• For level 5, food should easily squeeze through and between the prongs of the fork. You should also be able to mash the food without applying much pressure.
    • For level 6, use the side of the fork. You should be able to break a sample into small pieces. You should also be able to mash it easily with the back of the fork. Push on the fork with your thumb hard enough to make your thumbnail turn white. When you lift the fork, the food should still be mashed.

How to prepare foods and liquids:

Your healthcare provider will give you instructions for preparing your foods and liquids. The following are general guidelines:

  • Liquids can be thickened with flour, cornstarch, or potato flakes. You can also use thickeners made for this purpose. Foods that are liquid at room temperature can also be thickened. These include frozen malts, yogurt, milk shakes, eggnog, ice cream, and gelatin.
  • Blenderized foods are prepared in a blender or food processor. Cut the food into small pieces first. Mix equal amounts of solid food and liquid, such as milk, fruit juice, or vegetable juice. The liquid should not have chunks or pulp. If you are blending fruits or vegetables, you can use less liquid. Pour the blended food through a strainer to remove chunks, seeds, and fiber. This will help prevent choking. Store blenderized foods in the refrigerator for up to 48 hours. You may instead place them in the freezer.
  • Soft foods may be chopped, ground, mashed, or pureed. Cut food into ½ inch or smaller pieces. This makes them easier to swallow. Use chicken broth, beef broth, gravy, or sauces to cook or moisten meats and vegetables. Cook vegetables until they are soft enough to be mashed with a fork. Use a food processor to grind or puree foods to make them easier to chew and swallow. Use fruit juice to blend fruit. Strain soups that have pieces of meat or vegetables that are larger than ½ inch.
  • Pureed foods can be made with a blender or food processor. First remove peels, seeds, or other hard parts. You can make food softer by cooking it until soft. Put the food in the blender or processor. Add small amounts of gravy, sauce, vegetable or fruit juice, milk, or half and half. Use only a small amount of liquid at first. Puree the food and add water as needed to get the same texture as pudding. The food should be smooth and have no lumps. Potato flakes can be used to thicken your food if you thinned it too much. Add dry milk powder for extra protein and calories, if needed. Pureed foods can be frozen in small portions and reheated later.
  • Minced foods can be prepared with a blender, food processor, food chopper, grinder, or potato masher. Pieces should be ¼ inch (0.635 cm) or smaller. Add gravy, sauce, vegetable or fruit juice, milk, syrup, or half and half to moisten the food. Allow the food to soften and dissolve. Add dry milk powder to foods for extra protein and calories, if needed. Cook vegetables so they are tender enough to be mashed with a fork. Prepared foods can be frozen in small portions and reheated later.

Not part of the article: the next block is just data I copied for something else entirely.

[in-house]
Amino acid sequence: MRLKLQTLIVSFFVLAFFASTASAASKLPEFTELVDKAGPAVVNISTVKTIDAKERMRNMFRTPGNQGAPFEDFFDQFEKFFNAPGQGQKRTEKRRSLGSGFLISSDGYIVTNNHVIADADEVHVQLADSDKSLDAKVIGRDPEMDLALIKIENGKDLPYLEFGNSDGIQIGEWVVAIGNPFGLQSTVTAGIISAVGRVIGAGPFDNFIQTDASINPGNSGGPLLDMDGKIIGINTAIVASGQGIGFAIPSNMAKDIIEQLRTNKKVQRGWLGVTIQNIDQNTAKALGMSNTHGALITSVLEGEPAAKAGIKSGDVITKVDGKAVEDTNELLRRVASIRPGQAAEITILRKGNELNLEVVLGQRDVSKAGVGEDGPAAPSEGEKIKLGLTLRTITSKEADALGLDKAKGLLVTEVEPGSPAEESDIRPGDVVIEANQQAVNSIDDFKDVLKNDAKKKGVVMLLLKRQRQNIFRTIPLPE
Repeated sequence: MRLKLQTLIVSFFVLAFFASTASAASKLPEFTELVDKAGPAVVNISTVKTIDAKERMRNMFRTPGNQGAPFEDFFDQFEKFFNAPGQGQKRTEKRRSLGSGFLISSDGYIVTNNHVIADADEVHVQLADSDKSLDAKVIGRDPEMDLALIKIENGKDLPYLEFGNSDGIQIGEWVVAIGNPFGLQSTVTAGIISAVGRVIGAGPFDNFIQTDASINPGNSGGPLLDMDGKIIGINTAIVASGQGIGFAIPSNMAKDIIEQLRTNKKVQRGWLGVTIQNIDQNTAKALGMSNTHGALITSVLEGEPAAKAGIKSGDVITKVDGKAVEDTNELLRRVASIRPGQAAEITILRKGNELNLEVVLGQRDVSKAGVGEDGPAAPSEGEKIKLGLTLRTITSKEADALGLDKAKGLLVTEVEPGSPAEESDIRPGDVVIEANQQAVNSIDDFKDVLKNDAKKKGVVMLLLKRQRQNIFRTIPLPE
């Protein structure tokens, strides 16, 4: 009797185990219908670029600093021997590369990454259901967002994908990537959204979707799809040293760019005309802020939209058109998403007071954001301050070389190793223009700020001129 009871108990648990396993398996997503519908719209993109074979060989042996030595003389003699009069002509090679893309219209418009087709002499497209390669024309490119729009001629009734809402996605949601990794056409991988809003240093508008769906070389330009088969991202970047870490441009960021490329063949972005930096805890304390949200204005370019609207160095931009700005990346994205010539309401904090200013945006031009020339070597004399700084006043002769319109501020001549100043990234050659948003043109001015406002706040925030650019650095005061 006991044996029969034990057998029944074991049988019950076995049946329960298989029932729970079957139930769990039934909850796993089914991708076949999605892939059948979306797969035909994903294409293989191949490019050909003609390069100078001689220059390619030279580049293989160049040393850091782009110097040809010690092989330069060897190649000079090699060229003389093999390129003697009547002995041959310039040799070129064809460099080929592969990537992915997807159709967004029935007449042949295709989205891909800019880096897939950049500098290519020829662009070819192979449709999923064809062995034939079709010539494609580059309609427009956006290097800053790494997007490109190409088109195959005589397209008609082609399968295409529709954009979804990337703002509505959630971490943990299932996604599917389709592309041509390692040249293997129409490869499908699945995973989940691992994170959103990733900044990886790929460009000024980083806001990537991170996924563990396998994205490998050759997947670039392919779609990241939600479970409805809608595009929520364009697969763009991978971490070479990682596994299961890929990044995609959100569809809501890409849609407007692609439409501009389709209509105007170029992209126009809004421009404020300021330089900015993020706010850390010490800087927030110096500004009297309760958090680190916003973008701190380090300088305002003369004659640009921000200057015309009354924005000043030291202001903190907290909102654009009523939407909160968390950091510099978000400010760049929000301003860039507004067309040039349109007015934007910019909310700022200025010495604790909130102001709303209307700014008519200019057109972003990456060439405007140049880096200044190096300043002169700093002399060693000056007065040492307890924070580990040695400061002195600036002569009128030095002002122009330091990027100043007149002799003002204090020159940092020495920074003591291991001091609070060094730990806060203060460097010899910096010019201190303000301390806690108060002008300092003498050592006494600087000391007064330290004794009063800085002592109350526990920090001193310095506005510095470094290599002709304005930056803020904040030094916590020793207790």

• Bite-sized pieces are cut to be smaller than 1 inch (2.54 cm). To moisten foods and add flavor, serve your food with gravies or sauces. Pour sauce or gravy over bread slices or syrup over pancakes. Allow the food to soften. Cook vegetables until they are tender. Prepared foods can be frozen in small portions and reheated later.

Other guidelines to follow:

  • Eat a variety of healthy foods. Eat 6 to 8 small meals each day to get enough calories and nutrients. You may need to take a multivitamin and mineral supplement if you do not get all the nutrients you need. These can be crushed and added to blenderized food, if needed.
    Healthy Foods
  • When you reheat foods, do not allow a tough outer crust to form on the food. This can make it hard to swallow. Stir the food a few times as it reheats to prevent a crust from forming.
  • Rinse your mouth with water after each meal. This will help to prevent infections and problems with your teeth.

Follow up with your doctor or dietitian as directed:

Your plan may change over time if your ability to swallow changes. Follow the instructions you get at each follow-up visit. Write down your questions so you remember to ask them during your visits.

For more information about the IDDSI:

You can find official information about IDDSI levels and instructions for thickness testing by going to www.IDDSI.org.

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The above information is an educational aid only. It is not intended as medical advice for individual conditions or treatments. Talk to your doctor, nurse or pharmacist before following any medical regimen to see if it is safe and effective for you.